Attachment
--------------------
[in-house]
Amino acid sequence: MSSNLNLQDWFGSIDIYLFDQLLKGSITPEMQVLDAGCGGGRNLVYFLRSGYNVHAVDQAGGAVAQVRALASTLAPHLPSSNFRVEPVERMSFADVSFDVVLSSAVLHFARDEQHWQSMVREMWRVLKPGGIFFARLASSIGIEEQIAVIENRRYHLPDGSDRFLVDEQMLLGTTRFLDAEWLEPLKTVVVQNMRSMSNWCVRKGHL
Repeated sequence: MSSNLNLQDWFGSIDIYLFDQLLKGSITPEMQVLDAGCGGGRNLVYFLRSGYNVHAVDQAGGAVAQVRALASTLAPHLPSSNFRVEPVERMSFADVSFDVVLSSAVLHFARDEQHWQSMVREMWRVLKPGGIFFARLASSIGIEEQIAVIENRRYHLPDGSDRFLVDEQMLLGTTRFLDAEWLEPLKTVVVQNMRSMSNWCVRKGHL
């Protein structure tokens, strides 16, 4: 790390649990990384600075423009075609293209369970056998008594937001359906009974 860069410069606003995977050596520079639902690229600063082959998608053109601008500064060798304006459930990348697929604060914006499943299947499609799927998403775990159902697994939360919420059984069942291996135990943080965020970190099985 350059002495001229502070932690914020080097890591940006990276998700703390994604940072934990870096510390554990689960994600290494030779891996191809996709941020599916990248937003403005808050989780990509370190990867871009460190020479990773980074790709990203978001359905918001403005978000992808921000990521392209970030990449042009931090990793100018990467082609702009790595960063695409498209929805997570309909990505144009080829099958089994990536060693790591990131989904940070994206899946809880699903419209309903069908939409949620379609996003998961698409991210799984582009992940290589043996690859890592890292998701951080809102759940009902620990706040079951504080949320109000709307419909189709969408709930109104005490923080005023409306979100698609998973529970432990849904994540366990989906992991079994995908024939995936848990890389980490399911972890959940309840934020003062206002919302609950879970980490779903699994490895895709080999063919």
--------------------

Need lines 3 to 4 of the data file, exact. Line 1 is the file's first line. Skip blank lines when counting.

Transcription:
Repeated sequence: MSSNLNLQDWFGSIDIYLFDQLLKGSITPEMQVLDAGCGGGRNLVYFLRSGYNVHAVDQAGGAVAQVRALASTLAPHLPSSNFRVEPVERMSFADVSFDVVLSSAVLHFARDEQHWQSMVREMWRVLKPGGIFFARLASSIGIEEQIAVIENRRYHLPDGSDRFLVDEQMLLGTTRFLDAEWLEPLKTVVVQNMRSMSNWCVRKGHL
């Protein structure tokens, strides 16, 4: 790390649990990384600075423009075609293209369970056998008594937001359906009974 860069410069606003995977050596520079639902690229600063082959998608053109601008500064060798304006459930990348697929604060914006499943299947499609799927998403775990159902697994939360919420059984069942291996135990943080965020970190099985 350059002495001229502070932690914020080097890591940006990276998700703390994604940072934990870096510390554990689960994600290494030779891996191809996709941020599916990248937003403005808050989780990509370190990867871009460190020479990773980074790709990203978001359905918001403005978000992808921000990521392209970030990449042009931090990793100018990467082609702009790595960063695409498209929805997570309909990505144009080829099958089994990536060693790591990131989904940070994206899946809880699903419209309903069908939409949620379609996003998961698409991210799984582009992940290589043996690859890592890292998701951080809102759940009902620990706040079951504080949320109000709307419909189709969408709930109104005490923080005023409306979100698609998973529970432990849904994540366990989906992991079994995908024939995936848990890389980490399911972890959940309840934020003062206002919302609950879970980490779903699994490895895709080999063919």